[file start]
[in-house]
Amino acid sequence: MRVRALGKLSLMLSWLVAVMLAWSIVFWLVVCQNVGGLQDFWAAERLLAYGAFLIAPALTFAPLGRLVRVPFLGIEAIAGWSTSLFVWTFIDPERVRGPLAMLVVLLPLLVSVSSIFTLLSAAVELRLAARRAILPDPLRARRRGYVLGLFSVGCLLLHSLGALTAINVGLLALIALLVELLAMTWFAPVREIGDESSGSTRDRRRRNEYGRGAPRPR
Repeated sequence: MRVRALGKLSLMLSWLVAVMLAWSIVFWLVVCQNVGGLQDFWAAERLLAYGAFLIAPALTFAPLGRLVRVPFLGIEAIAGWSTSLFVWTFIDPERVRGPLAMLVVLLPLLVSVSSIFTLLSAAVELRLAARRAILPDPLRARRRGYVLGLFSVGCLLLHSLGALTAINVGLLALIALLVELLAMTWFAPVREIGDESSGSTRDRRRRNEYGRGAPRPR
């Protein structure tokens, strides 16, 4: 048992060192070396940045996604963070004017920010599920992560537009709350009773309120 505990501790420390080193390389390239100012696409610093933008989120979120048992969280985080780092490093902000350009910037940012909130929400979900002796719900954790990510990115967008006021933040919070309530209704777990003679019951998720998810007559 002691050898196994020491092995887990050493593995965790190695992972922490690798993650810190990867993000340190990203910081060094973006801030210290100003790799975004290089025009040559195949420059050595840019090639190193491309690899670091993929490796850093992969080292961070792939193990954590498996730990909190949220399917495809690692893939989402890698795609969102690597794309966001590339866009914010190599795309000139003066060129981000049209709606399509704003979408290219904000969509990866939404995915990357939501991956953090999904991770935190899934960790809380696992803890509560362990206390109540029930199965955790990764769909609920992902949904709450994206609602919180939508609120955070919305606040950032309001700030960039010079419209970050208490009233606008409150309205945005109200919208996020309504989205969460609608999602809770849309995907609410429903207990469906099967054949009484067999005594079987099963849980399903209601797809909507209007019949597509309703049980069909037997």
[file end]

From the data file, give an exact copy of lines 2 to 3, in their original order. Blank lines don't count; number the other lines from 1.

Amino acid sequence: MRVRALGKLSLMLSWLVAVMLAWSIVFWLVVCQNVGGLQDFWAAERLLAYGAFLIAPALTFAPLGRLVRVPFLGIEAIAGWSTSLFVWTFIDPERVRGPLAMLVVLLPLLVSVSSIFTLLSAAVELRLAARRAILPDPLRARRRGYVLGLFSVGCLLLHSLGALTAINVGLLALIALLVELLAMTWFAPVREIGDESSGSTRDRRRRNEYGRGAPRPR
Repeated sequence: MRVRALGKLSLMLSWLVAVMLAWSIVFWLVVCQNVGGLQDFWAAERLLAYGAFLIAPALTFAPLGRLVRVPFLGIEAIAGWSTSLFVWTFIDPERVRGPLAMLVVLLPLLVSVSSIFTLLSAAVELRLAARRAILPDPLRARRRGYVLGLFSVGCLLLHSLGALTAINVGLLALIALLVELLAMTWFAPVREIGDESSGSTRDRRRRNEYGRGAPRPR